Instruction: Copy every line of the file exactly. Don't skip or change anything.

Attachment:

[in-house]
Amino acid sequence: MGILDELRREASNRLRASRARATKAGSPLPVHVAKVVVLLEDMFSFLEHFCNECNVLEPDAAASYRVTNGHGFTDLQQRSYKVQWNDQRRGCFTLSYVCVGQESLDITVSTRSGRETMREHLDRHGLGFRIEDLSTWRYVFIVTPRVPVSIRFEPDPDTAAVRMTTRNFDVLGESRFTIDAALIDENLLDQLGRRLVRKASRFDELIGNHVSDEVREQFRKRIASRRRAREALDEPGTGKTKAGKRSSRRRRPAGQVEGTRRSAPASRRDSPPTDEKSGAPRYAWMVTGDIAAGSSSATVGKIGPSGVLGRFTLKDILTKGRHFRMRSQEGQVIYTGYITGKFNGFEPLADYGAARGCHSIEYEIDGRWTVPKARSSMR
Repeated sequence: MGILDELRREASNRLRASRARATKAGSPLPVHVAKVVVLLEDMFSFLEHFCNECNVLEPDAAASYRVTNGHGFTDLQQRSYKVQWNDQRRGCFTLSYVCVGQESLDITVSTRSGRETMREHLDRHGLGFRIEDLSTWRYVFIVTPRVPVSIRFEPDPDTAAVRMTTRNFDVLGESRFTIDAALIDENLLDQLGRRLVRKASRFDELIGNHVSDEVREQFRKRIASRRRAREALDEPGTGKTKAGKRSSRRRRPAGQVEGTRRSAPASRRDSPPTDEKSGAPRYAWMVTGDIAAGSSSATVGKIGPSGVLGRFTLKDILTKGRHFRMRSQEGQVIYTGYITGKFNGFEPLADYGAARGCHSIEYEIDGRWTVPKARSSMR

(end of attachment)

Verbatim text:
[in-house]
Amino acid sequence: MGILDELRREASNRLRASRARATKAGSPLPVHVAKVVVLLEDMFSFLEHFCNECNVLEPDAAASYRVTNGHGFTDLQQRSYKVQWNDQRRGCFTLSYVCVGQESLDITVSTRSGRETMREHLDRHGLGFRIEDLSTWRYVFIVTPRVPVSIRFEPDPDTAAVRMTTRNFDVLGESRFTIDAALIDENLLDQLGRRLVRKASRFDELIGNHVSDEVREQFRKRIASRRRAREALDEPGTGKTKAGKRSSRRRRPAGQVEGTRRSAPASRRDSPPTDEKSGAPRYAWMVTGDIAAGSSSATVGKIGPSGVLGRFTLKDILTKGRHFRMRSQEGQVIYTGYITGKFNGFEPLADYGAARGCHSIEYEIDGRWTVPKARSSMR
Repeated sequence: MGILDELRREASNRLRASRARATKAGSPLPVHVAKVVVLLEDMFSFLEHFCNECNVLEPDAAASYRVTNGHGFTDLQQRSYKVQWNDQRRGCFTLSYVCVGQESLDITVSTRSGRETMREHLDRHGLGFRIEDLSTWRYVFIVTPRVPVSIRFEPDPDTAAVRMTTRNFDVLGESRFTIDAALIDENLLDQLGRRLVRKASRFDELIGNHVSDEVREQFRKRIASRRRAREALDEPGTGKTKAGKRSSRRRRPAGQVEGTRRSAPASRRDSPPTDEKSGAPRYAWMVTGDIAAGSSSATVGKIGPSGVLGRFTLKDILTKGRHFRMRSQEGQVIYTGYITGKFNGFEPLADYGAARGCHSIEYEIDGRWTVPKARSSMR